Dr. Daniels also had a vision of the Enneagram field reaching out and helping this suffering world, but that it could not accomplish this mission if the people bringing the message were not walking their talk. In this, we wholeheartedly agreed, and in this, we forged the central theme of our friendship. He was not interested in the Enneagram as an intellectual exercise, or in any notions of false transcendence. His approach was very down-to-earth, yet held always that we were capable of much greater kindness and intelligence if we could see our personality patterns clearly and integrate the elements of ourselves we had rejected.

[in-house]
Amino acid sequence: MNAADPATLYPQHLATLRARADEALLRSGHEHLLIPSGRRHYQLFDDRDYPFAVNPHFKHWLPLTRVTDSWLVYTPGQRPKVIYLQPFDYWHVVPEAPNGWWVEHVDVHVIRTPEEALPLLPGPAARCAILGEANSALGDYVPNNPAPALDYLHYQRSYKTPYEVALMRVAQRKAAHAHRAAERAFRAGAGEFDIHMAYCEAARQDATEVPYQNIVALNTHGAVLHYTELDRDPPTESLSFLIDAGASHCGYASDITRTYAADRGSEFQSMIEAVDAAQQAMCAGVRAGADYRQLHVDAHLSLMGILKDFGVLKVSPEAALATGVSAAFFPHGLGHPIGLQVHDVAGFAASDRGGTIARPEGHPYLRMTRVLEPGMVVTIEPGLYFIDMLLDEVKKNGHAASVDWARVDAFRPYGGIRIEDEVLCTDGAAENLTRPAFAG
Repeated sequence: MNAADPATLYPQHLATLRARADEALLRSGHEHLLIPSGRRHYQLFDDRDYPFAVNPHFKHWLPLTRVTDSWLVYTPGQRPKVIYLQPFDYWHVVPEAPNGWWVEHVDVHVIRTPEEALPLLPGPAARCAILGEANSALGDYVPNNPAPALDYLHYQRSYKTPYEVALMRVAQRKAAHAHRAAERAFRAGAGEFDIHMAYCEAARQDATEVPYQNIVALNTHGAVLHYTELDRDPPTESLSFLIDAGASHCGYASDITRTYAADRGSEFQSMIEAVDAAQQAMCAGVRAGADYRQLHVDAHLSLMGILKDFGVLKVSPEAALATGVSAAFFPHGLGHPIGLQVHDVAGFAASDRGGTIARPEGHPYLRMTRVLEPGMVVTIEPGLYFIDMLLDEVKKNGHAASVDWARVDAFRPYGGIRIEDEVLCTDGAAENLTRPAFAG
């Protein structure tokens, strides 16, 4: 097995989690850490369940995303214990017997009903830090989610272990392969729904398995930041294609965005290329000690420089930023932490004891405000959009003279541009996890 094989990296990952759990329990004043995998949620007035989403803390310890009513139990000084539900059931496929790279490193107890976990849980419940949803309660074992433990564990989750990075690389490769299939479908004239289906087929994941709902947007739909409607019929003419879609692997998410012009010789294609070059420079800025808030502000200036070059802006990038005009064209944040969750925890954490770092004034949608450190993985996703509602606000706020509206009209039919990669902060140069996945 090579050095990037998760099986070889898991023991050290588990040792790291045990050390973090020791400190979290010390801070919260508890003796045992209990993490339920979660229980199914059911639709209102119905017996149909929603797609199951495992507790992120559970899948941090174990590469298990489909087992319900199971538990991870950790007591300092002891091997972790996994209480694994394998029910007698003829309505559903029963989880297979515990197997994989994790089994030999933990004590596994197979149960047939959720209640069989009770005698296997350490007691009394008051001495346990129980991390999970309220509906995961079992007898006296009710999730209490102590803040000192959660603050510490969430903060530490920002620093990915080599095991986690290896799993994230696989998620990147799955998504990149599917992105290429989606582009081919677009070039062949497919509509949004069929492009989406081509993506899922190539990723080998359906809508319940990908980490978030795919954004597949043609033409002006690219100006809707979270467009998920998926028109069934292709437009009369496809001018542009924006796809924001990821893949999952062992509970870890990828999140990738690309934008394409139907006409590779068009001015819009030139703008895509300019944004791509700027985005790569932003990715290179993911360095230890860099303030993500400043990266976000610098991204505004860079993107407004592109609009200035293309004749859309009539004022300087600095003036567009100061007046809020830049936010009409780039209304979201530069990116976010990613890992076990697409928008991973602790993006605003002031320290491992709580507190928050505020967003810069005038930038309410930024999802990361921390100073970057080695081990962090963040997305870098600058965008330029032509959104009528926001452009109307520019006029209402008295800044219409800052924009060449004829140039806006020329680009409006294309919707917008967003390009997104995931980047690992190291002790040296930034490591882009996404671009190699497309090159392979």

I believe I first met David at the Stanford Conference in Palo Alto in 1994, but I really got to know him at the first gathering of Enneagram teachers to create a constitution for the new International Enneagram Association. The meeting was held at the home of Kathy Hurley and Theodorre Donson in Colorado, and also included Don Riso, Helen Palmer, Pat O’ Leary, and Maria Beesing. For the sake of efficiency, we split into two groups to work on different projects, and I was put in a group with David Daniels and Maria Beesing. I was struck by how easy it was for us to work together, and David and I seemed to hit it off quite effortlessly. I remember well a twinkle in his eyes—one that I saw many times thereafter—as we came up with ideas and presented them to the rest of the group. I sensed at the time we were both pleasantly surprised at how naturally we worked together, and it made an impression that lasted.